Like everything else in this time of pandemic, Yom Hashoah, which took place this week, was not normal.
On Monday, at 10 a.m. Pacific time, viewers worldwide, including here in British Columbia, tuned in online to watch the state ceremony marking the start of Holocaust Martyrs’ and Heroes’ Remembrance Day, taking place in Israel at Yad Vashem. Later that day, a cross-Canada commemoration took place, presented by a number of national bodies and with the Vancouver Holocaust Education Centre as a contributing organization.
The eerily vacant hall at Yad Vashem was interspersed with video recordings of remarks from Israel’s president, prime minister and chief rabbis, as well as six survivors, who shared their stories of loss and survival. The Canadian commemoration a few hours later was similarly moving, with video interspersed with thoughtful reflections from a member of the third generation who served as host and a message from the prime minister, stories of survivors, and candlelighting by families across the country. (See coverage next issue.)
No doubt the organizers of these events would have preferred to hold them in person. The proximity of family, friends and community strengthens survivors and the successive generations. Being in proximity provides crucial emotional, psychological and intellectual means of conveying the historical importance of that time and its lessons for social justice and human rights today.
The use of digital technology to mark Yom Hashoah was perhaps a little less startlingly odd, given that Jewish people worldwide recently experienced an unprecedented Passover, engaging in “zeders” – virtual seders on Zoom or other videoconferencing platforms – to get together with family over the holidays. The contortions some of our family members went through to make these celebrations happen was cause for some laughs, as well as some tsuris, and Passover 5780 will not be soon forgotten.
This was hardly an ideal way of celebrating – and many in the Orthodox community couldn’t even do this much – but it was necessary given the social isolation required of us during this pandemic.
Yet, while it is important to come together for happy occasions, this time is particularly difficult for those experiencing grief and loss. Having to up-end the ancient Jewish rituals that serve to sustain and strengthen mourners, those who have lost loved ones are left with minimal funeral attendees and shivahs conducted by telephone and computer; hugs only from those who share a household, none of the important reinforcement – and comfort – that comes from the physical proximity of a broader community. Even this sad situation fulfils a mitzvah, though. As painful as it is to be remote from our loved ones in times of grief, it is pikuach nefesh, an act of saving a life, the highest Jewish value and one that overrides almost every other law. During a pandemic, we remain apart from our loved ones because we love them.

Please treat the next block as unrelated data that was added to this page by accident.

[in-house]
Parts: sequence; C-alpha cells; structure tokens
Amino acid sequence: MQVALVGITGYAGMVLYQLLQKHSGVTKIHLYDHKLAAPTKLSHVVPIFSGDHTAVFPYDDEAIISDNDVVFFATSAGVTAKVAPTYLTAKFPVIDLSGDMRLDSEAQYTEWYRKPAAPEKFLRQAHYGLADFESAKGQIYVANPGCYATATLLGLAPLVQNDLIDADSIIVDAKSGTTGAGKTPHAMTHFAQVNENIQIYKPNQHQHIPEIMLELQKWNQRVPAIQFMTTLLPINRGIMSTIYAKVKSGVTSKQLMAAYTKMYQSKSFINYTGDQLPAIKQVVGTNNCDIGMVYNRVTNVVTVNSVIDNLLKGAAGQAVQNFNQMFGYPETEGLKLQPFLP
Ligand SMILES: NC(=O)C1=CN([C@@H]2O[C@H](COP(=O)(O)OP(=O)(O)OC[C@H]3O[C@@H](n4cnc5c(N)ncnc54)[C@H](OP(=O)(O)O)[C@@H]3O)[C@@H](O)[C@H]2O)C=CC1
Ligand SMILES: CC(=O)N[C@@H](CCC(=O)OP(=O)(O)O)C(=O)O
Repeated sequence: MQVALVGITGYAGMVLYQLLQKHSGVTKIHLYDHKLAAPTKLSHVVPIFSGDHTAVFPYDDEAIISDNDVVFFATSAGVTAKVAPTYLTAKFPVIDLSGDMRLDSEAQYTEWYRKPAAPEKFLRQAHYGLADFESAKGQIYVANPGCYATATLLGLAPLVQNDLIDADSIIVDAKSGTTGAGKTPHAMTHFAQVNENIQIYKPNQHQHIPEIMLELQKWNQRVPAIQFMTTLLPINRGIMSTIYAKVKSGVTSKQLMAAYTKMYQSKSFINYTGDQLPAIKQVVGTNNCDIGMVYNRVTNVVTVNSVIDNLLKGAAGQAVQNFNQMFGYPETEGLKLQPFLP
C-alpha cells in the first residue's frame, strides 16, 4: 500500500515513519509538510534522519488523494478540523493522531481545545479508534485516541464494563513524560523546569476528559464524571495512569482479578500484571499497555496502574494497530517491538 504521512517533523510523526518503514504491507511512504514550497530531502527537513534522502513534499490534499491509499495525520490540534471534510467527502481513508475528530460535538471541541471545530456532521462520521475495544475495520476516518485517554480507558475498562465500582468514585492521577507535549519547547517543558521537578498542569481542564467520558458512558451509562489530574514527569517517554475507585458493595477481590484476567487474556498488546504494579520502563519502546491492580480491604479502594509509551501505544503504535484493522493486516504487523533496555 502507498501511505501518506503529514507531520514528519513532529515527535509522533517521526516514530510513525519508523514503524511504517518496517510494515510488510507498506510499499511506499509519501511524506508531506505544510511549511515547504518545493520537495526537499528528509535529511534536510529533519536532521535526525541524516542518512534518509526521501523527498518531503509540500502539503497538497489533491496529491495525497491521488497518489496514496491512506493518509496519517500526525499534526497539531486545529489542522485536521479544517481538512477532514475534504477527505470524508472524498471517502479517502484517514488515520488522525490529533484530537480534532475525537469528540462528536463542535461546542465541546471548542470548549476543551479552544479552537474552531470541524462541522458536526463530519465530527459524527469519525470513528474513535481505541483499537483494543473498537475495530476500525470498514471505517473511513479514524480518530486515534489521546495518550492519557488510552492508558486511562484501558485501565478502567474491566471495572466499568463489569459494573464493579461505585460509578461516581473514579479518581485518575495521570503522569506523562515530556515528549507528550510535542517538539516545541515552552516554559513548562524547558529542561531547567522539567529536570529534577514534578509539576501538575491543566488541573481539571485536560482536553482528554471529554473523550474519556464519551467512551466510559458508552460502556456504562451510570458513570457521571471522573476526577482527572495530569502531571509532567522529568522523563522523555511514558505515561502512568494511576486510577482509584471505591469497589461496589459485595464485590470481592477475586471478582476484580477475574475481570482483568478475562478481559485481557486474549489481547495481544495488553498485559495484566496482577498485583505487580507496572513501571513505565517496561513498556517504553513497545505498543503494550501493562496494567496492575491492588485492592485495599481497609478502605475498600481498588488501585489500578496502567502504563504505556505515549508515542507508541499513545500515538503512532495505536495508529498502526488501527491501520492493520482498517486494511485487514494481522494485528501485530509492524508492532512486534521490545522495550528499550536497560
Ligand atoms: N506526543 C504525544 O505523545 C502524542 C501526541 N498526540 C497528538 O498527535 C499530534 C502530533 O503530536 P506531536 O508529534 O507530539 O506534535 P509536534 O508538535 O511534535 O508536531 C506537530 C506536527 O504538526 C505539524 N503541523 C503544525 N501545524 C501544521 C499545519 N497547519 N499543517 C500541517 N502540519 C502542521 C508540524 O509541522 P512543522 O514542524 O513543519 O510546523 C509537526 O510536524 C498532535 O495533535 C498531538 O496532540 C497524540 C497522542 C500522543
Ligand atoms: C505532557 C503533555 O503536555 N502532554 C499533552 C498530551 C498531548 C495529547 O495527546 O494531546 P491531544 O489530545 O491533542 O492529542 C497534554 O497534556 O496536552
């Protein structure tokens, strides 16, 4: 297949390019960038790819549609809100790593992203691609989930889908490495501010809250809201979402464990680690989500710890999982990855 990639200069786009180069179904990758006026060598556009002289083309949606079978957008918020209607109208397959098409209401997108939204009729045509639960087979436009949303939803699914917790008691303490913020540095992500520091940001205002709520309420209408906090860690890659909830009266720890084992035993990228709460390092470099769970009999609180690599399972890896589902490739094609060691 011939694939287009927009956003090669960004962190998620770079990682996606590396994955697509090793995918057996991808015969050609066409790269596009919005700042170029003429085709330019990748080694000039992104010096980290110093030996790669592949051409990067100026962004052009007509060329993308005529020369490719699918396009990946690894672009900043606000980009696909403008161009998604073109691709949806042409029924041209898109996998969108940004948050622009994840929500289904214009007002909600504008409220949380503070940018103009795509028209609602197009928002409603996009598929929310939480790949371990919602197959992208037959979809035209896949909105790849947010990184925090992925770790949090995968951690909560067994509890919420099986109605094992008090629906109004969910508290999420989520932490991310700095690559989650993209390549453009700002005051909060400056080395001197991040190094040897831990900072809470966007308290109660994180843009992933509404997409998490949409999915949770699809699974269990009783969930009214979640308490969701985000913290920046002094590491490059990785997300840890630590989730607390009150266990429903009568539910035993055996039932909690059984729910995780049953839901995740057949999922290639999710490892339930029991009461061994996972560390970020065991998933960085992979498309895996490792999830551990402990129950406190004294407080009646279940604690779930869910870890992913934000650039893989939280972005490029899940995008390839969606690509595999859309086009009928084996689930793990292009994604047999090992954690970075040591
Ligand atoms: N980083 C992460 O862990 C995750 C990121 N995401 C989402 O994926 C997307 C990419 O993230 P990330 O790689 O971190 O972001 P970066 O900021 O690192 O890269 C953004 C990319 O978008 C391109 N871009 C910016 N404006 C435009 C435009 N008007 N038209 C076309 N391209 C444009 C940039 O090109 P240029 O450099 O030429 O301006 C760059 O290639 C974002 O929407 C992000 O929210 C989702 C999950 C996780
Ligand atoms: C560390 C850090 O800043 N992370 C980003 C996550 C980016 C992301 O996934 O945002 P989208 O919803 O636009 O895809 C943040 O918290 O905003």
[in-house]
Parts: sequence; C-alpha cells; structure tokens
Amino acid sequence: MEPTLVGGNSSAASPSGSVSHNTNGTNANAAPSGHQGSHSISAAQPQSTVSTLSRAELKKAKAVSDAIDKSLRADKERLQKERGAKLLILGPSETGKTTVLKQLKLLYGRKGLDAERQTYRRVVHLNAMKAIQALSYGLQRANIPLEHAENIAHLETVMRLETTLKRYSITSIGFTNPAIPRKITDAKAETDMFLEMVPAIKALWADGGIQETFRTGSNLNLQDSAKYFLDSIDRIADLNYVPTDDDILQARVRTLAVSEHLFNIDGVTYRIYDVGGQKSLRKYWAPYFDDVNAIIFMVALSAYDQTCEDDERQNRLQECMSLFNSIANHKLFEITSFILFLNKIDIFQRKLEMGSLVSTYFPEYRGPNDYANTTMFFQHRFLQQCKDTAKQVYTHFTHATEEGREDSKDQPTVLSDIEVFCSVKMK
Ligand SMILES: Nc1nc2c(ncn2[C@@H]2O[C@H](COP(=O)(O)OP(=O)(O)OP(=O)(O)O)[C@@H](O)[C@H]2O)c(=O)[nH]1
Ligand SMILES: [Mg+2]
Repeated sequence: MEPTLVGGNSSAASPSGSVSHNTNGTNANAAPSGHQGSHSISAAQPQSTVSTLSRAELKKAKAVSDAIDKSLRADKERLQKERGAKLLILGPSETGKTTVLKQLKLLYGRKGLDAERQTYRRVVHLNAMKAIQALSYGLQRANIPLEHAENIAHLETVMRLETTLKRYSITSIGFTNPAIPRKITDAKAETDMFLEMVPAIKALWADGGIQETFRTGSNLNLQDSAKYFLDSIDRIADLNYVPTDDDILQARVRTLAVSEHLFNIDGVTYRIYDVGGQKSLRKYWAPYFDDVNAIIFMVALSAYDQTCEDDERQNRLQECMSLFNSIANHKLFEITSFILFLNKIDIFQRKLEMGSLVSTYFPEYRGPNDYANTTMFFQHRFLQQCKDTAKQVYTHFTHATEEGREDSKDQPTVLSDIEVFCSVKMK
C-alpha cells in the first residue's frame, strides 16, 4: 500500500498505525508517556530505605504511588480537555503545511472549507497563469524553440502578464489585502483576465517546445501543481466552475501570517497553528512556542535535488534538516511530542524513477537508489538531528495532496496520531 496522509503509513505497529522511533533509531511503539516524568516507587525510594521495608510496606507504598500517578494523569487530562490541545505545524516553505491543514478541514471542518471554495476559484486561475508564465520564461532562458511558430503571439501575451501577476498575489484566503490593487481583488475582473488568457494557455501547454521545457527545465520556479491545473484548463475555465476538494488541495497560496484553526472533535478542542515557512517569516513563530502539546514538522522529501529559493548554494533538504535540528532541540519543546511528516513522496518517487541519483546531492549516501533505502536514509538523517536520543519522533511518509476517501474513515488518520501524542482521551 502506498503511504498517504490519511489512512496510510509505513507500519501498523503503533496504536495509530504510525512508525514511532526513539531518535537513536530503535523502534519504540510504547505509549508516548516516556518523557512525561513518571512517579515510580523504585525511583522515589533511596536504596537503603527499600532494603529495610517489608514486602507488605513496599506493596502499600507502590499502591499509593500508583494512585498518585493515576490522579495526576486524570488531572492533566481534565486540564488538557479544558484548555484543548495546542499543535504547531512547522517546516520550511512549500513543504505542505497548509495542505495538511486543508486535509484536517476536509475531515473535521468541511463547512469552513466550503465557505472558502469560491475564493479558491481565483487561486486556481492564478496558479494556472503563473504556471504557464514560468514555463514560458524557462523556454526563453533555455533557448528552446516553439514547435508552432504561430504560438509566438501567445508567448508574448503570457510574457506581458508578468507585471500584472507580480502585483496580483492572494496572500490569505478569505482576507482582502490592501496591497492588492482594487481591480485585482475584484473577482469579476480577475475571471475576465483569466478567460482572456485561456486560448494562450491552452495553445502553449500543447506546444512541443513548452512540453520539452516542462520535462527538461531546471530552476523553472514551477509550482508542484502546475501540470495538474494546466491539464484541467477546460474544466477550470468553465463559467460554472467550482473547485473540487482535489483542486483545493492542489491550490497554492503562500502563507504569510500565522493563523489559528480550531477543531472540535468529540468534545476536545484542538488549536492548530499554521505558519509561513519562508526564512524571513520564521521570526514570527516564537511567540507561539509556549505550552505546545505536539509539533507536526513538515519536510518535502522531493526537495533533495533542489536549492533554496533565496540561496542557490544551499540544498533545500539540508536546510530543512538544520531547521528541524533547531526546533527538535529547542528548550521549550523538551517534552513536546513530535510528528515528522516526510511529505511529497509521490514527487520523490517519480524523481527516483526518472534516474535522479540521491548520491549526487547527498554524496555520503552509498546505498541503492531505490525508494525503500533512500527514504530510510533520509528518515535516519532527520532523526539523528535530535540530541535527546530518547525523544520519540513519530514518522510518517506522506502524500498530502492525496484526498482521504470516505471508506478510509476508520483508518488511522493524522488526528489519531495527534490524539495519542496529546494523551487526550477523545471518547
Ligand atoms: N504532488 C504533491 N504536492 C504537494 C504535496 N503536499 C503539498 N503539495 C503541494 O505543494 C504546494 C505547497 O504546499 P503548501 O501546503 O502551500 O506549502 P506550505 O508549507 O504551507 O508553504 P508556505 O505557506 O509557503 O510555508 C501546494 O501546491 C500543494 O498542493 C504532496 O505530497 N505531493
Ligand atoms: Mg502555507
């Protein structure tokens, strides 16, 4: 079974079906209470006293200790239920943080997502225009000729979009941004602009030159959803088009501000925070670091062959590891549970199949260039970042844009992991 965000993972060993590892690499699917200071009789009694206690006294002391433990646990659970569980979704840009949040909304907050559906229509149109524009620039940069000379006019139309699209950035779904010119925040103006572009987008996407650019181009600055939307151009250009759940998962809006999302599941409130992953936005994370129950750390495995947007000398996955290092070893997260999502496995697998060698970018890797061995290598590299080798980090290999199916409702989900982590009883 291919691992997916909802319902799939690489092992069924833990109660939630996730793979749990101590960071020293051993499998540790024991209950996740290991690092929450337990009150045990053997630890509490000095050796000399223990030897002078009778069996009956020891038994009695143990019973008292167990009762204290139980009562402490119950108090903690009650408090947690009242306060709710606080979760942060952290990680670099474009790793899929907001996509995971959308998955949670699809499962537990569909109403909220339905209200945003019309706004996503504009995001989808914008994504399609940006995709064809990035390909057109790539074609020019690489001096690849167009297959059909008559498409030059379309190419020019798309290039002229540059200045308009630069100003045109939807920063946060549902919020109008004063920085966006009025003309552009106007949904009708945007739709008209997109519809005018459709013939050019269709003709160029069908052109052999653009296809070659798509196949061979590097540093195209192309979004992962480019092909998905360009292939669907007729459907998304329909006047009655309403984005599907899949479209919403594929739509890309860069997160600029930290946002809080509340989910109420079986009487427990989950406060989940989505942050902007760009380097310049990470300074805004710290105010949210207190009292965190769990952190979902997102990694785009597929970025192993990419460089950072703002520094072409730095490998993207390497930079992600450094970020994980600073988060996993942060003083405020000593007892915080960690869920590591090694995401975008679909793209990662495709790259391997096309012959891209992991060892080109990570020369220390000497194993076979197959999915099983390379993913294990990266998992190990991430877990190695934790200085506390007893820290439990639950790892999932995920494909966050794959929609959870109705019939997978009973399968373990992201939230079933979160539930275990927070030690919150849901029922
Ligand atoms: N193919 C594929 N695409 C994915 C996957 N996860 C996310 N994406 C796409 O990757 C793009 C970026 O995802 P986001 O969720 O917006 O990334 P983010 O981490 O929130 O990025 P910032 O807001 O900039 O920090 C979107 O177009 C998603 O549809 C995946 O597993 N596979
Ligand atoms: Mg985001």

Yom Hashoah commemorations often take a sombre tone and include some of the rituals we perform at a funeral, which made viewing the events in seclusion especially isolating. Yet, conversely, there was something uniquely appropriate about this alternative form of marking Yom Hashoah.
While we were fortunate to have survivors participate via video in these and other online commemorations of the day, the undeniable reality is that this was among the last such commemorative days where successive generations will be able to hear firsthand from the mouths of survivors their stories of loss, resistance and survival. Finding ways beyond first-person witness testimonies is the unavoidable way forward for Holocaust education and remembrance. Organizations dedicated to this mission have recognized this reality and have been developing impactful ways to augment and, eventually, replace in-person survivor testimony.
Remembering and, using that memory as motivation, ensuring that the promise of “Never again” is taken up by the next generations is also a Jewish value. It took an admirable mobilization of our local, national and international communal organizations to ensure that the pandemic did not cause us to ignore Yom Hashoah this year. It was precisely the sort of flexible, responsive action that will be required to meet the demands of Holocaust remembrance and education in the decades to come.
Necessity is the mother of invention and the unusual yet deeply moving commemorations this week should encourage us that, whatever challenges and changes the future holds, we remain determined to memorialize and educate about the Holocaust in ways appropriate to the times in which we live.